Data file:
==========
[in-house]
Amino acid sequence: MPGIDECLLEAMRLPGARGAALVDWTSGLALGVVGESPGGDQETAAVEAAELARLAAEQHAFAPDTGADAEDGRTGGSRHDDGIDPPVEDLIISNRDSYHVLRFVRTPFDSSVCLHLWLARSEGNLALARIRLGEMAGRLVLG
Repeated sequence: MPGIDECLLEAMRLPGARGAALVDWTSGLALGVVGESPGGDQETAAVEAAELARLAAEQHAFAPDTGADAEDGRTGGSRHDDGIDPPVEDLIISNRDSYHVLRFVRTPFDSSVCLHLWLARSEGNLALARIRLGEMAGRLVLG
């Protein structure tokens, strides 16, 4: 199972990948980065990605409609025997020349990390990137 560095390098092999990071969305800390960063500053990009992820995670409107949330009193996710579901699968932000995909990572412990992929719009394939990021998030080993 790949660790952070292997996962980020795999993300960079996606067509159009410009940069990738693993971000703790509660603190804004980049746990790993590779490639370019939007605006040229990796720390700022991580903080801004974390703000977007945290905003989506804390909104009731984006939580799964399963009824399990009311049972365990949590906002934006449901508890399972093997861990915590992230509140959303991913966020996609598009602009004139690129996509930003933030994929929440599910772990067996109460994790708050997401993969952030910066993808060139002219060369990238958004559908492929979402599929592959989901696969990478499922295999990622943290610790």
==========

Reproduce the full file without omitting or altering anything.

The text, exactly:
[in-house]
Amino acid sequence: MPGIDECLLEAMRLPGARGAALVDWTSGLALGVVGESPGGDQETAAVEAAELARLAAEQHAFAPDTGADAEDGRTGGSRHDDGIDPPVEDLIISNRDSYHVLRFVRTPFDSSVCLHLWLARSEGNLALARIRLGEMAGRLVLG
Repeated sequence: MPGIDECLLEAMRLPGARGAALVDWTSGLALGVVGESPGGDQETAAVEAAELARLAAEQHAFAPDTGADAEDGRTGGSRHDDGIDPPVEDLIISNRDSYHVLRFVRTPFDSSVCLHLWLARSEGNLALARIRLGEMAGRLVLG
């Protein structure tokens, strides 16, 4: 199972990948980065990605409609025997020349990390990137 560095390098092999990071969305800390960063500053990009992820995670409107949330009193996710579901699968932000995909990572412990992929719009394939990021998030080993 790949660790952070292997996962980020795999993300960079996606067509159009410009940069990738693993971000703790509660603190804004980049746990790993590779490639370019939007605006040229990796720390700022991580903080801004974390703000977007945290905003989506804390909104009731984006939580799964399963009824399990009311049972365990949590906002934006449901508890399972093997861990915590992230509140959303991913966020996609598009602009004139690129996509930003933030994929929440599910772990067996109460994790708050997401993969952030910066993808060139002219060369990238958004559908492929979402599929592959989901696969990478499922295999990622943290610790």